I was chatting to our MD, Simon about this one, and we agreed there isn’t really one stand out hope, but lots of little things that should come together to secure the future of brand design. Over a very long period, we’ve helped one of our larger clients to move ‘brand’ up to board level. Not just us of course, it’s been a collective effort over the best part of three decades to do it. 

There has been an increasing understanding that brand has a real value and that the maintenance of the value is hugely important for any business - large or small. Over the 40 years or so that Simon has been in the business, he’s seen it become ever more professional. The old throwaway attitude that designers just ‘do colouring in’ has been largely replaced by an understanding that we deliver way more than that. 

I think we’d all like to see that development continue and be reciprocated by the industry. It’s important that the industry increasingly fosters a desire for agencies to truly understand the businesses that they work for. We have a number of clients, usually start-ups, where we’ve become more involved than simply getting a fee for the work we do. 

We become shareholders. By doing so, it isn’t just about helping their brands to look the best, it’s about us really understanding the business case that each of them has. Of course, the cynics will continue to regard design as an expensive luxury that they will do all they can to avoid. The challenge of the industry is to clearly demonstrate to them that what we do will affect their bottom line.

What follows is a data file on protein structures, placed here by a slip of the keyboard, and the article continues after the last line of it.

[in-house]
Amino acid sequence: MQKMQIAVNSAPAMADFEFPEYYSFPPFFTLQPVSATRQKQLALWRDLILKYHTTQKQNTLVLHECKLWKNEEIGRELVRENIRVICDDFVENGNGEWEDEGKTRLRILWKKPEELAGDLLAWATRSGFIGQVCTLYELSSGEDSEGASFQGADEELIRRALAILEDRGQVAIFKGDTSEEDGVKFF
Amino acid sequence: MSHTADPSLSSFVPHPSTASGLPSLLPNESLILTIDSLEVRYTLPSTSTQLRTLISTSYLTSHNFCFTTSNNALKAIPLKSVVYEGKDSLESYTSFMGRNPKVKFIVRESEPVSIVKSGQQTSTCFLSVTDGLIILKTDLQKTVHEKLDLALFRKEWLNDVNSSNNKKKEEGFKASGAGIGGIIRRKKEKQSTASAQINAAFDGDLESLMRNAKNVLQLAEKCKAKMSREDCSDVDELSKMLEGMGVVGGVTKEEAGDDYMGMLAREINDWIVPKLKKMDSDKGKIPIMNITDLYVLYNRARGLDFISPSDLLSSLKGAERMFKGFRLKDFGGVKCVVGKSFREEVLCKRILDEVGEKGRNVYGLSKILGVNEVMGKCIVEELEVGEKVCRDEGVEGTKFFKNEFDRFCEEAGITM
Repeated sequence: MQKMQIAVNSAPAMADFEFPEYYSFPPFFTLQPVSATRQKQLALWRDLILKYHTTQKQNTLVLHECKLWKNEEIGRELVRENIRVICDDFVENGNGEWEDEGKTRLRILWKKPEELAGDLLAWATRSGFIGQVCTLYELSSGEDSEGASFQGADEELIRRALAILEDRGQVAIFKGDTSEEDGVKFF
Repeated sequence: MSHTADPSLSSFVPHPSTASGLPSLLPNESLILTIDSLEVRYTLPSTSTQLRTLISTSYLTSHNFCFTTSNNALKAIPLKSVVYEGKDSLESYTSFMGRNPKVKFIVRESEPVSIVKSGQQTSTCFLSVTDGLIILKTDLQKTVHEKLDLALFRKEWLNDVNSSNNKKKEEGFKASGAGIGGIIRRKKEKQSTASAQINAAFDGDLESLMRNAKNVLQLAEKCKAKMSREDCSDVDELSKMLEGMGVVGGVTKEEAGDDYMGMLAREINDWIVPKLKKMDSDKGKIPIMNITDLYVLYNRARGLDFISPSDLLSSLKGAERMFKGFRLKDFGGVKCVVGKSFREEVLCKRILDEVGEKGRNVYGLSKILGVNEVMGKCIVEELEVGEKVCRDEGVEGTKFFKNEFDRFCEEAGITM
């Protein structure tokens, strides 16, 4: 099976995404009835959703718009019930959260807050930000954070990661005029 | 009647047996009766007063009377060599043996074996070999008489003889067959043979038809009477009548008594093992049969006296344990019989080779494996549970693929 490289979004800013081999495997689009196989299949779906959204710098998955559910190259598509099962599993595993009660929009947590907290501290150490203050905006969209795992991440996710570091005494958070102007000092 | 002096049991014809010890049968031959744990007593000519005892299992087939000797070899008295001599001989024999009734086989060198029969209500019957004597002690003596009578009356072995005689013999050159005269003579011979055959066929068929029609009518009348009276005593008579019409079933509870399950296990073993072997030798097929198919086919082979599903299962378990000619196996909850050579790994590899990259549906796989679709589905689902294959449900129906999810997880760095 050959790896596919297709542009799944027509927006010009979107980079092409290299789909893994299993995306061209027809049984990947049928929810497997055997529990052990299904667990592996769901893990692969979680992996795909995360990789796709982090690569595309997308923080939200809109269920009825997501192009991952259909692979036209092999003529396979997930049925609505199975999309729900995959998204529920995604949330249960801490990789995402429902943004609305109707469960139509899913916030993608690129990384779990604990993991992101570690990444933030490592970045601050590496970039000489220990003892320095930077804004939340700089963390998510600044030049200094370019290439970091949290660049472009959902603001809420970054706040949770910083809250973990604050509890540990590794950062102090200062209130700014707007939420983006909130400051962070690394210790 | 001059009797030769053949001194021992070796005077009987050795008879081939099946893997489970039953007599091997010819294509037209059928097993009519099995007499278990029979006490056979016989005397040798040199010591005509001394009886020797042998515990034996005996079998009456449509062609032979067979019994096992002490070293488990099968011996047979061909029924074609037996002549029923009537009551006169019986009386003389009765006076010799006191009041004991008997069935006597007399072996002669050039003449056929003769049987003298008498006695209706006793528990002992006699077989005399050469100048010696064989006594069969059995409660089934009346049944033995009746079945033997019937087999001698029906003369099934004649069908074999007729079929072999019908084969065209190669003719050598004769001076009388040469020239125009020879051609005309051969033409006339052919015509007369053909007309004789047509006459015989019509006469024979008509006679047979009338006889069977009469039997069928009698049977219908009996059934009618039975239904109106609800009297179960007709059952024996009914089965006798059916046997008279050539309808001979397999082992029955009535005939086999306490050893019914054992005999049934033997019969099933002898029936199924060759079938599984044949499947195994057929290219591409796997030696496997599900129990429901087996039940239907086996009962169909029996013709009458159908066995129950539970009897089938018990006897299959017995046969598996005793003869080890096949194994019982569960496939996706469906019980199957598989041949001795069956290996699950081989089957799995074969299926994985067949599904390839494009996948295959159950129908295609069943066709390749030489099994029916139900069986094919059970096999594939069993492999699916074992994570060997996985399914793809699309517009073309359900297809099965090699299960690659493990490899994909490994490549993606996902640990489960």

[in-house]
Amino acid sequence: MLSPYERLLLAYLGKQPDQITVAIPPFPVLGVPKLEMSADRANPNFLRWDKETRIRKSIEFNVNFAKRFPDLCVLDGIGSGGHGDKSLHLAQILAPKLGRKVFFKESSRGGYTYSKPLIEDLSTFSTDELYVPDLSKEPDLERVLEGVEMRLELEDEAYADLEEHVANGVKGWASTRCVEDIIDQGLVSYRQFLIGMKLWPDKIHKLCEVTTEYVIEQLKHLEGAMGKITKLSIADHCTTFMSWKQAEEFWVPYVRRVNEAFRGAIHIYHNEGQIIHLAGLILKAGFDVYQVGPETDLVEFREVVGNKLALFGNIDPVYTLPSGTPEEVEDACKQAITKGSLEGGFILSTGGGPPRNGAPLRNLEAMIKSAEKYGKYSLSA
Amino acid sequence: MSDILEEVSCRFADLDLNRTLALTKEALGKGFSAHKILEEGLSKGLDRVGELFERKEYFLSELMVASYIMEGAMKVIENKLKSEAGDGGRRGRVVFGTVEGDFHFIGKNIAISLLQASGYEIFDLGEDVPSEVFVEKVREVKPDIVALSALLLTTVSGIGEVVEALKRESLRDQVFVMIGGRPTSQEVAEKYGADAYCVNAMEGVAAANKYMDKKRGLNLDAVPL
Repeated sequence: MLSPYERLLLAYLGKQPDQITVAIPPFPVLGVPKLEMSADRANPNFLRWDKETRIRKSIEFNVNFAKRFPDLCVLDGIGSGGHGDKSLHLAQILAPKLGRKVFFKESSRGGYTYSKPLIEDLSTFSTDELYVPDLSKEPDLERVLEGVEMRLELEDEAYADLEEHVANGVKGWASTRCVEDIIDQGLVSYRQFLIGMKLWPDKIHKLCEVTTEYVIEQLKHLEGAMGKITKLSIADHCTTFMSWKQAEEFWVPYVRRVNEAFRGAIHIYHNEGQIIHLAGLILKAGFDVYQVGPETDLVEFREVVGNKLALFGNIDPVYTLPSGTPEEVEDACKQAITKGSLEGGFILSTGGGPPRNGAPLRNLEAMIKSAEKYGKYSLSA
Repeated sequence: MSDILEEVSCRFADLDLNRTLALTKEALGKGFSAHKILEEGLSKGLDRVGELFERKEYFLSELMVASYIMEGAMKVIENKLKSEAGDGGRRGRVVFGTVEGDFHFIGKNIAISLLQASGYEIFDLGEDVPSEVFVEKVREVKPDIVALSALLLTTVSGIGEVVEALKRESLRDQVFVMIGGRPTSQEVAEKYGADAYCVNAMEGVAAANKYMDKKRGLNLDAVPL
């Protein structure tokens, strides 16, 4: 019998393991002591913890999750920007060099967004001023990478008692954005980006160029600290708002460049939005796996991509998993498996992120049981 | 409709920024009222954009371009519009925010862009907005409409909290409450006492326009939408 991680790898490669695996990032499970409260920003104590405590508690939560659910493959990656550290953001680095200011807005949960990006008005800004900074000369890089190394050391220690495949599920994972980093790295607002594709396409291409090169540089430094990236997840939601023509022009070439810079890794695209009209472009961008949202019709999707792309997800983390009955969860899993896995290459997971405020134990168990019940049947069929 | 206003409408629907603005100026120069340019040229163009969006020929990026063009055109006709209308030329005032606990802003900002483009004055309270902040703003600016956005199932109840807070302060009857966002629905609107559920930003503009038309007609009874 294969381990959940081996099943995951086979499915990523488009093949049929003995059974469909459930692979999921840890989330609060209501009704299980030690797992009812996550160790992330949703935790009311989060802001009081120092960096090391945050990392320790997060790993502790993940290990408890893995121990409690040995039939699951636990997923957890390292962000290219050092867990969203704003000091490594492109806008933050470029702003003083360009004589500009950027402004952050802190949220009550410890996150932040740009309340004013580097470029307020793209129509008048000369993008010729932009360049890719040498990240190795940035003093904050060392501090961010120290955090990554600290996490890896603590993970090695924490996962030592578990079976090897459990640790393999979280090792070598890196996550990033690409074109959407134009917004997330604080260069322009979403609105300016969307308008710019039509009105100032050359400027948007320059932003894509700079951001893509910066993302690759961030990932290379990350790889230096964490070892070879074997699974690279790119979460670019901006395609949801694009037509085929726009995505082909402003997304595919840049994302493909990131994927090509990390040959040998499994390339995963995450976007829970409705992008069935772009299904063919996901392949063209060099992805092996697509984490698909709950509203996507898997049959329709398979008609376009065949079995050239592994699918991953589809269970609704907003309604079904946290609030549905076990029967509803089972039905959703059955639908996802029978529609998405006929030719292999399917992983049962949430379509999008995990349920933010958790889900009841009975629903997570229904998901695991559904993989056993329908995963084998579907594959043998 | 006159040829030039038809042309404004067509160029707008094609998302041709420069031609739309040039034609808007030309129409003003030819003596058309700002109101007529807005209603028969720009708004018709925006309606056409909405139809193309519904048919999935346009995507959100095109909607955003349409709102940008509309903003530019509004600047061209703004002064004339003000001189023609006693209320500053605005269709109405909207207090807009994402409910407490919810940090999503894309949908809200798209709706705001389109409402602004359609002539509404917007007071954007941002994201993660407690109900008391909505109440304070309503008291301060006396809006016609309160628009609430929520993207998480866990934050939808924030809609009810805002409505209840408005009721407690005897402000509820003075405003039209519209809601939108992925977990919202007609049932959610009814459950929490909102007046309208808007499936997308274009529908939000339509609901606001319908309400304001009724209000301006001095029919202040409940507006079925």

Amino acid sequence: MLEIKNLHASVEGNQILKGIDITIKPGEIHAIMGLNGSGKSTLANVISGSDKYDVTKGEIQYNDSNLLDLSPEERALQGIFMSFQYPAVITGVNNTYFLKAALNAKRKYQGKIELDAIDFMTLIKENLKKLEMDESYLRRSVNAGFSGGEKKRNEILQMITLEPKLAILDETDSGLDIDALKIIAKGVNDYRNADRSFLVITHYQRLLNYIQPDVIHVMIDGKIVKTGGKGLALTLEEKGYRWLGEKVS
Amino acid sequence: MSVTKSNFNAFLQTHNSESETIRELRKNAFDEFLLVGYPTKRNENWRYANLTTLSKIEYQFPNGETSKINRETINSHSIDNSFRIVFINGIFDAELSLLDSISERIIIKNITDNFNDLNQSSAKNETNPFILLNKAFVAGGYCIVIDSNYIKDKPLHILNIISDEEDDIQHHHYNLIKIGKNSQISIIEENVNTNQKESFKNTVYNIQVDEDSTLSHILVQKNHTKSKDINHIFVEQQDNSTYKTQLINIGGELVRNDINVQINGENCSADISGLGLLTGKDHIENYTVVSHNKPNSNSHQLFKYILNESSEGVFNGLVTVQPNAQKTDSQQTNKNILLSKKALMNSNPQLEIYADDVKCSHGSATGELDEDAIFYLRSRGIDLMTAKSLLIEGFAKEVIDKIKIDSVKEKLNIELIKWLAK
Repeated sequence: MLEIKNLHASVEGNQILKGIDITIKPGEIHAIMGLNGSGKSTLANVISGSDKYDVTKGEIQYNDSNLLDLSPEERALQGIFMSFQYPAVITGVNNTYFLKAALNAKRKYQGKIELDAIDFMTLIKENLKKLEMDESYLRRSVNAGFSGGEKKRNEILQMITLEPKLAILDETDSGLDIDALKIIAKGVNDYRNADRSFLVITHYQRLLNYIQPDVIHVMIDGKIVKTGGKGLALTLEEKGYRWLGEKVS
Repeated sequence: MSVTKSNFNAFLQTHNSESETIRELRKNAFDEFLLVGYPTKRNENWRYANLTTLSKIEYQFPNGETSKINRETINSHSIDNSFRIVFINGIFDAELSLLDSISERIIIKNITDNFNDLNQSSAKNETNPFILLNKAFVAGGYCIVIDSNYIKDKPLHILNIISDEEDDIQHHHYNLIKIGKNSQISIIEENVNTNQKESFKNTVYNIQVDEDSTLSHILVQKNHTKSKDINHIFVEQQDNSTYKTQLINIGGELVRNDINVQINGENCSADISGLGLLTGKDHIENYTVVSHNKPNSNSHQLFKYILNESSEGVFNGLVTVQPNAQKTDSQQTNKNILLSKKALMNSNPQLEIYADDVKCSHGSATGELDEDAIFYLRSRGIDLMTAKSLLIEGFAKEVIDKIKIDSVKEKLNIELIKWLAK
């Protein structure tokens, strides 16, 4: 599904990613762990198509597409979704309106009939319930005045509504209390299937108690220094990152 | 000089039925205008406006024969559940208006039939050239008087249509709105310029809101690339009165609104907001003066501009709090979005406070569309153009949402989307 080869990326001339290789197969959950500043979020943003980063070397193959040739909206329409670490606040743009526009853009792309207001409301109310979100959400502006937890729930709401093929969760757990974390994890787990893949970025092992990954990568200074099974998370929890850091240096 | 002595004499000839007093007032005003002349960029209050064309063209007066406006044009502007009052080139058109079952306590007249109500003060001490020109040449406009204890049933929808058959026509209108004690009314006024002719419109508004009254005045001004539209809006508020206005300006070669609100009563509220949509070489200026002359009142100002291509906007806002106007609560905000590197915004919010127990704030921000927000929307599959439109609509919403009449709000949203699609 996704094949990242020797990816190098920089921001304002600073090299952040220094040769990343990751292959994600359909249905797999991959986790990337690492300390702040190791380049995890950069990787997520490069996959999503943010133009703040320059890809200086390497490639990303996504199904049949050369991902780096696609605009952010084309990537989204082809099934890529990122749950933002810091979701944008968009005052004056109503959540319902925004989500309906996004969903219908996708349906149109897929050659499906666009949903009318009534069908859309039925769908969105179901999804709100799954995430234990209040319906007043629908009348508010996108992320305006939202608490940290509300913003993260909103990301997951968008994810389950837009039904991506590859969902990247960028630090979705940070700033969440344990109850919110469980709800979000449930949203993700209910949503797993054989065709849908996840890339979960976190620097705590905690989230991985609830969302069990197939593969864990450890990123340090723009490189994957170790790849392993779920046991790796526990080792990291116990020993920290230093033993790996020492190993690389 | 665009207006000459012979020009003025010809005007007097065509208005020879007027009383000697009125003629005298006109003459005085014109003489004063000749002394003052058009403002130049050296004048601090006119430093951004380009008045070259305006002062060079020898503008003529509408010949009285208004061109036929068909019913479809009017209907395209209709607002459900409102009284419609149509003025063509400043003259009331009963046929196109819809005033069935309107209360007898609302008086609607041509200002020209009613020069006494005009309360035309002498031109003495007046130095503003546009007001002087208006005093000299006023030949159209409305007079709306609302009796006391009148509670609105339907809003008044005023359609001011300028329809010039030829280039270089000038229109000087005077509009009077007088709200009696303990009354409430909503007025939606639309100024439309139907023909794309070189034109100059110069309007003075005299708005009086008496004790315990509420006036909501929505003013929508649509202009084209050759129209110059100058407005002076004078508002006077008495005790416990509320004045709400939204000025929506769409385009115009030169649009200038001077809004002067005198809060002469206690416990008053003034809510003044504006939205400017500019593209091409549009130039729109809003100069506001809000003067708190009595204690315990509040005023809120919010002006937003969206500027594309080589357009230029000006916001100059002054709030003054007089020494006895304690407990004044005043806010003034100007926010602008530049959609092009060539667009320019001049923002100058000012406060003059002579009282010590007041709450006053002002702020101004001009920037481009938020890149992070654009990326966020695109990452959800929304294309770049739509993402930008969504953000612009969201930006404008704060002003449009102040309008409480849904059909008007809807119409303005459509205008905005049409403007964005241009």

Do you have any websites, books or resources that you would recommend?

In terms of website / digital ideas Awwwards.com is one of my go to sites – there are some great website examples on there and lots of inspirational stuff. In terms of development, codepen.io is good if you’re looking for animations or little details – how menus open and close for example.

Simon, our MD always reminds us that inspiration is all around us, if we choose to see it. That’s not just in books or online. It might be looking out of the window and really seeing what is out there. He regards the supermarket as an art gallery as well as a shop because there is so much stuff in there that’s really beautiful. Sadly that means his weekly shop can take a lot longer than it should!

In terms of resources, I’d recommend that any business in the market for brand identity design or web development have a look at our website to see what we do - we’d be happy to help them out! ;-)